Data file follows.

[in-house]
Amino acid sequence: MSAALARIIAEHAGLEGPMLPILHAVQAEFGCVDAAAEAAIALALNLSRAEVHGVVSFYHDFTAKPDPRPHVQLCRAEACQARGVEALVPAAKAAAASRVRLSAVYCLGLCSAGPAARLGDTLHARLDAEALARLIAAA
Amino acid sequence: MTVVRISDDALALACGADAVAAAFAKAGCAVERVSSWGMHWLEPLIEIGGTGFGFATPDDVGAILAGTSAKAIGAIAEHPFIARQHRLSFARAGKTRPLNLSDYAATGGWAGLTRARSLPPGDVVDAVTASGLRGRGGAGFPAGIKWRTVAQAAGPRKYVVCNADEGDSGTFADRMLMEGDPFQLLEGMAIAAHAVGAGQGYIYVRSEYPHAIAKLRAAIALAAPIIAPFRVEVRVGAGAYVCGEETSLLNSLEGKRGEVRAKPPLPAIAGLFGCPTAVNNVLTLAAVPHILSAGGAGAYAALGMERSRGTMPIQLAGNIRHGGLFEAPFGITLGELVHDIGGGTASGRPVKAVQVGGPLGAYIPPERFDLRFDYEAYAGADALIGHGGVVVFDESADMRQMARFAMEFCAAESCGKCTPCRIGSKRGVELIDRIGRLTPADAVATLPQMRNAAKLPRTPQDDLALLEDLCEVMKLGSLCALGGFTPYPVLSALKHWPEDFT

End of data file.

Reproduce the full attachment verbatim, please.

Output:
[in-house]
Amino acid sequence: MSAALARIIAEHAGLEGPMLPILHAVQAEFGCVDAAAEAAIALALNLSRAEVHGVVSFYHDFTAKPDPRPHVQLCRAEACQARGVEALVPAAKAAAASRVRLSAVYCLGLCSAGPAARLGDTLHARLDAEALARLIAAA
Amino acid sequence: MTVVRISDDALALACGADAVAAAFAKAGCAVERVSSWGMHWLEPLIEIGGTGFGFATPDDVGAILAGTSAKAIGAIAEHPFIARQHRLSFARAGKTRPLNLSDYAATGGWAGLTRARSLPPGDVVDAVTASGLRGRGGAGFPAGIKWRTVAQAAGPRKYVVCNADEGDSGTFADRMLMEGDPFQLLEGMAIAAHAVGAGQGYIYVRSEYPHAIAKLRAAIALAAPIIAPFRVEVRVGAGAYVCGEETSLLNSLEGKRGEVRAKPPLPAIAGLFGCPTAVNNVLTLAAVPHILSAGGAGAYAALGMERSRGTMPIQLAGNIRHGGLFEAPFGITLGELVHDIGGGTASGRPVKAVQVGGPLGAYIPPERFDLRFDYEAYAGADALIGHGGVVVFDESADMRQMARFAMEFCAAESCGKCTPCRIGSKRGVELIDRIGRLTPADAVATLPQMRNAAKLPRTPQDDLALLEDLCEVMKLGSLCALGGFTPYPVLSALKHWPEDFT